I am sitting in the living room, ploughing chocolate bourbons into my face while my 2.5-year-old has an apocalyptic, unbridled shit fit on the other side of the door, all because she wants me to re-enact, word for word, an episode of Charlie and Lola that I haven’t even bloody SEEN. Meanwhile, my napping four-month-old wakes prematurely, starts to scream and I’m thinking – God, wouldn’t it be great to drop the kids off at Mum’s place tomorrow while I sit in a dark, quiet room for a few hours.
Except I can’t, because in 2001 I left Dublin and moved to the UK. I only came over for a New Year’s Eve piss-up, for God’s sake, but twelve years later find myself still here, married to a Londoner – who I have twice allowed to get me knocked up – and I’m now a stay-at-home mother living in Brighton. And it’s at times like this, when the racket from the hallway hits such a crescendo I’m waiting for social services to turn up, that I look mournfully at my snot/puke/milk-covered trackie bottoms and really miss my family.
Yet I’m definitely not alone – certainly not in the ‘when-did-my-cute-toddler-turn-into-Satan’ thing – but in that my husband and I are effectively raising our children alone, without the blessed presence of family around the corner. As with many, many young families these days, there’s no parent, sibling or cousin to swoop in unconditionally and help out when the situation gets desperate, and the irony of it all isn’t lost on me – I couldn’t wait to get out of Dublin and put space between us, and now I’d probably sell a kidney to have Mum live here too.
Out of the ante-natal group we attended before the birth of our first daughter, only one of the six women had family also living in Brighton. The rest of us had gravitated here from all over the UK – in my case a different island entirely. We were all about to embark on the single hardest thing we had ever done and, I believe, because we all knew that none of us could crawl, weeping and milky, to our Mums’ houses in those hideous post-partum weeks, we all turned to one another and became the firmest of friends.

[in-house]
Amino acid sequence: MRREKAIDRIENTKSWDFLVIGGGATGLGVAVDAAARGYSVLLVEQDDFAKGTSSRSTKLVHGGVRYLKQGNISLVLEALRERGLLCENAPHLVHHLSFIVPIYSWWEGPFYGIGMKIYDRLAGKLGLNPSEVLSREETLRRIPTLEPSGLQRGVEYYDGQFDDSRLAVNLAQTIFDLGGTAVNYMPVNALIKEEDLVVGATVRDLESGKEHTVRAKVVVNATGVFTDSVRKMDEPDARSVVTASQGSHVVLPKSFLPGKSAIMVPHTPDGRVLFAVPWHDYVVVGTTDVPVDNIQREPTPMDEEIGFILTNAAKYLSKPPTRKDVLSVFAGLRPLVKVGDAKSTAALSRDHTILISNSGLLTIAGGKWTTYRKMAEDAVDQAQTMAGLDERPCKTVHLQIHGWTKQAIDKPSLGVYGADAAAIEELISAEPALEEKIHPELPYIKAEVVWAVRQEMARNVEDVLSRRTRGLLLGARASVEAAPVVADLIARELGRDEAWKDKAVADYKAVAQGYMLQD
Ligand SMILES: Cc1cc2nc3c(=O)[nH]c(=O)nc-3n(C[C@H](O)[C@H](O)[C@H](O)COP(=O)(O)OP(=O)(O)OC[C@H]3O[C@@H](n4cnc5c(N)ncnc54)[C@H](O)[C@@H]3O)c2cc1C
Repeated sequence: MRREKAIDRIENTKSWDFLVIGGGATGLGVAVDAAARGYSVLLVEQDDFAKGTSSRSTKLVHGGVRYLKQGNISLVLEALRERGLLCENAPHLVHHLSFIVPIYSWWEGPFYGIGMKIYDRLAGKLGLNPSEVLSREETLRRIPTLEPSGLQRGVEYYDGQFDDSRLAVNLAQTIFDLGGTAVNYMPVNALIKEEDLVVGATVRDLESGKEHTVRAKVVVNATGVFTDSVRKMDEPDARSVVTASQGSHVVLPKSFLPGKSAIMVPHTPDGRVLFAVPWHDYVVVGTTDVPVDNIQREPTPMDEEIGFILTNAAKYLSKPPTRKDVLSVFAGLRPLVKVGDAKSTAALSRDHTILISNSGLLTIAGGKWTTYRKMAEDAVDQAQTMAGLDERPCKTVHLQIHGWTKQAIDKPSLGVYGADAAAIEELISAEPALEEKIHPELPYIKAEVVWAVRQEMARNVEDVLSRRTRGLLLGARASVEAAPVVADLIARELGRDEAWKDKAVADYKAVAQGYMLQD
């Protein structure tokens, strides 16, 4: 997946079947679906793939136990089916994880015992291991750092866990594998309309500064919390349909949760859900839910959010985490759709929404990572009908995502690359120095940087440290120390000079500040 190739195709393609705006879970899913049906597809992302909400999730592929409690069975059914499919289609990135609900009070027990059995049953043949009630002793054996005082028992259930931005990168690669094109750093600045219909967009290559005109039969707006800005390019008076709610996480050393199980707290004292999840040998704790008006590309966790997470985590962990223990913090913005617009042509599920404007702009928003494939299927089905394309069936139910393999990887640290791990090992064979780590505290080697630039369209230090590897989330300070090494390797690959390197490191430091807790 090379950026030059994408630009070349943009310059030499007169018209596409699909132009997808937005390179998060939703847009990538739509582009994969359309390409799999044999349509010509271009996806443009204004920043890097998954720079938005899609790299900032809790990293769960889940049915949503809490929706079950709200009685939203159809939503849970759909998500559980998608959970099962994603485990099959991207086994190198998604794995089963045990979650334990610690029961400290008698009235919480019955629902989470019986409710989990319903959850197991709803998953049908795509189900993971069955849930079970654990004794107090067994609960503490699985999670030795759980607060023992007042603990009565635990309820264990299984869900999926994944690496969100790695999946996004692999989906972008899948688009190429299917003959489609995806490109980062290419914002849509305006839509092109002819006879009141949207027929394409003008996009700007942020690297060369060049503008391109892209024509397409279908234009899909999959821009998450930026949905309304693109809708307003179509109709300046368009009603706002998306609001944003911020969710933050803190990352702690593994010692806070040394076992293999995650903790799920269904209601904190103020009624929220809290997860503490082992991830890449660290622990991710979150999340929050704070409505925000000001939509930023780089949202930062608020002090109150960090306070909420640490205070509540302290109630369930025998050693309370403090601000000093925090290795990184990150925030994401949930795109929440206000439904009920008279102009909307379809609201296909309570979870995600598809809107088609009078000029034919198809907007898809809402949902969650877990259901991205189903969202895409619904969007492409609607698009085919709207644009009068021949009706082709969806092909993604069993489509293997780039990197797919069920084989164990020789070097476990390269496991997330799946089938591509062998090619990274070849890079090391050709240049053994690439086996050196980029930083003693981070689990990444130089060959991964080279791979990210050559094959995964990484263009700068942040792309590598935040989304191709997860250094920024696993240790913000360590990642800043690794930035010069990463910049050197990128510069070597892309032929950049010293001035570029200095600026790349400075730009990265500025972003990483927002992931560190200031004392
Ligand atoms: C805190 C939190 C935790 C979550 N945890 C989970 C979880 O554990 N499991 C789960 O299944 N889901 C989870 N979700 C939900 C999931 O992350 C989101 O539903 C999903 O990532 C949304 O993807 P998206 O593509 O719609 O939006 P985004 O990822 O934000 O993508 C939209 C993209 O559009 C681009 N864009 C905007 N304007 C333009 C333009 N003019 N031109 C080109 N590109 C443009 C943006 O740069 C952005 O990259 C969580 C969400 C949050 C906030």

After the initial shyness of those classes, which no matter how cosy they try to make them ALWAYS feel like an AA meeting, all the mums-to-be met up for brunch. We waddled into a café like a line of geese and, before the coffee even arrived, had covered such mouth-watering topics as perineal massage, varicose veins in unspeakable places (guys, you don’t want to know) and tits with more lines than a Tube map. ‘So apparently you poo yourself when you start pushing, the midwife just wipes it away! Here, try the black pudding – it’s delish.’ That kind of thing. How could you not love them?
And after we all gave birth – the six babies arrived within nine days of each other – we would email and text each other all night during our interminable nocturnal feeding sessions. No correspondence, before or since, has ever made me feel more supported or made me cry laughing so much. ‘My fanny is in RIBBONS, my nipples are BLEEDING, and the PRICK is just lying there snoring again.’ Or ‘I finally felt brave enough to leave the house today. I got stuck in traffic, ran out of petrol, the dog shat all over the back seat and then I couldn’t work out how to get the FUCKING car seat into the buggy frame.’
Over the next 2.5 years, we have seen each other through teething, weaning, behavioural problems, marital strife, toilet training, financial woes, miscarriages, illness and broken bones. We have watched each other’s babies turn into toddlers, sharing in all the brilliant, magical stuff that comes with it. We’ve supported each other when some of us had to endure putting our kids into crèche to return to work. We have provided cake, tea (wine) and a sympathetic ear for each other more times than I care to imagine. Yes, we all have our other halves to talk to, but only a fellow mother can really understand what we’ve been through. The physical gorgeousness aside of pushing something the size of a grapefruit through your most intimate area, there are the hormones, the body image, the career sacrifices (for some of us anyway), the broodiness when you want a second one, despite the fact your fanny looks like a chewed orange from last time. Only your mum friends will get all that. And so, even though I miss my family like mad, I’m kind of glad I didn’t have them around. I know I would have gotten too comfortable sitting in Mum’s kitchen. I wouldn’t have been forced to get out there and meet these brilliant new people, who I’m sharing the adventure of my life with.
Suzanne with her away-from-home family. (L-R) Laura, Emily, Peigh, Suzanne, Clair and Harriet

Suzanne with her away-from-home family. (L-R) Laura, Emily, Peigh, Suzanne, Clair and Harriet